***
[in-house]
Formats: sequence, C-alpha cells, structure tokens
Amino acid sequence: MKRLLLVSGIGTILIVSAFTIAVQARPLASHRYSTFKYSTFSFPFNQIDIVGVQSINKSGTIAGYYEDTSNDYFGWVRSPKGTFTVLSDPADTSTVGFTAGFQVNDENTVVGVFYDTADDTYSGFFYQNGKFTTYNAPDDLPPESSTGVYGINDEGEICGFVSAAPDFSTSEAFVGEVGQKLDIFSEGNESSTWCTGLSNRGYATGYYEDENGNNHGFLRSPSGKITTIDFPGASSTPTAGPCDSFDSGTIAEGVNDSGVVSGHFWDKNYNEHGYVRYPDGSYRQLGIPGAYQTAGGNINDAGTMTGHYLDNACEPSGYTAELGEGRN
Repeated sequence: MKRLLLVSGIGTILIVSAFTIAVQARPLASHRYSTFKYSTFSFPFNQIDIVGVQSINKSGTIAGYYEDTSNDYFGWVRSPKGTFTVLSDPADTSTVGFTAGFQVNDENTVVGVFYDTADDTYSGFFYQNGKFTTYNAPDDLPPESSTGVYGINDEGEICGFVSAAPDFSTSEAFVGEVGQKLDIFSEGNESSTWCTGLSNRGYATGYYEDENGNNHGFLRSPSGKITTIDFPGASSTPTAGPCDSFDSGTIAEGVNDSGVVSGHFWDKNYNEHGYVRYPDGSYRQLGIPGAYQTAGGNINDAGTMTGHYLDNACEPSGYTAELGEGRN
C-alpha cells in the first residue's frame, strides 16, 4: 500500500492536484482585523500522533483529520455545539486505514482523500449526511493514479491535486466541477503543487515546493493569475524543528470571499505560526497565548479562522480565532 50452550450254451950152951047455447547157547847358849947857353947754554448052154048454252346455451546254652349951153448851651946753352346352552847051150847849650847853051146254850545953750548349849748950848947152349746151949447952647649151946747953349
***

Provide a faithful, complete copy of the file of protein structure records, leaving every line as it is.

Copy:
[in-house]
Formats: sequence, C-alpha cells, structure tokens
Amino acid sequence: MKRLLLVSGIGTILIVSAFTIAVQARPLASHRYSTFKYSTFSFPFNQIDIVGVQSINKSGTIAGYYEDTSNDYFGWVRSPKGTFTVLSDPADTSTVGFTAGFQVNDENTVVGVFYDTADDTYSGFFYQNGKFTTYNAPDDLPPESSTGVYGINDEGEICGFVSAAPDFSTSEAFVGEVGQKLDIFSEGNESSTWCTGLSNRGYATGYYEDENGNNHGFLRSPSGKITTIDFPGASSTPTAGPCDSFDSGTIAEGVNDSGVVSGHFWDKNYNEHGYVRYPDGSYRQLGIPGAYQTAGGNINDAGTMTGHYLDNACEPSGYTAELGEGRN
Repeated sequence: MKRLLLVSGIGTILIVSAFTIAVQARPLASHRYSTFKYSTFSFPFNQIDIVGVQSINKSGTIAGYYEDTSNDYFGWVRSPKGTFTVLSDPADTSTVGFTAGFQVNDENTVVGVFYDTADDTYSGFFYQNGKFTTYNAPDDLPPESSTGVYGINDEGEICGFVSAAPDFSTSEAFVGEVGQKLDIFSEGNESSTWCTGLSNRGYATGYYEDENGNNHGFLRSPSGKITTIDFPGASSTPTAGPCDSFDSGTIAEGVNDSGVVSGHFWDKNYNEHGYVRYPDGSYRQLGIPGAYQTAGGNINDAGTMTGHYLDNACEPSGYTAELGEGRN
C-alpha cells in the first residue's frame, strides 16, 4: 500500500492536484482585523500522533483529520455545539486505514482523500449526511493514479491535486466541477503543487515546493493569475524543528470571499505560526497565548479562522480565532 50452550450254451950152951047455447547157547847358849947857353947754554448052154048454252346455451546254652349951153448851651946753352346352552847051150847849650847853051146254850545953750548349849748950848947152349746151949447952647649151946747953349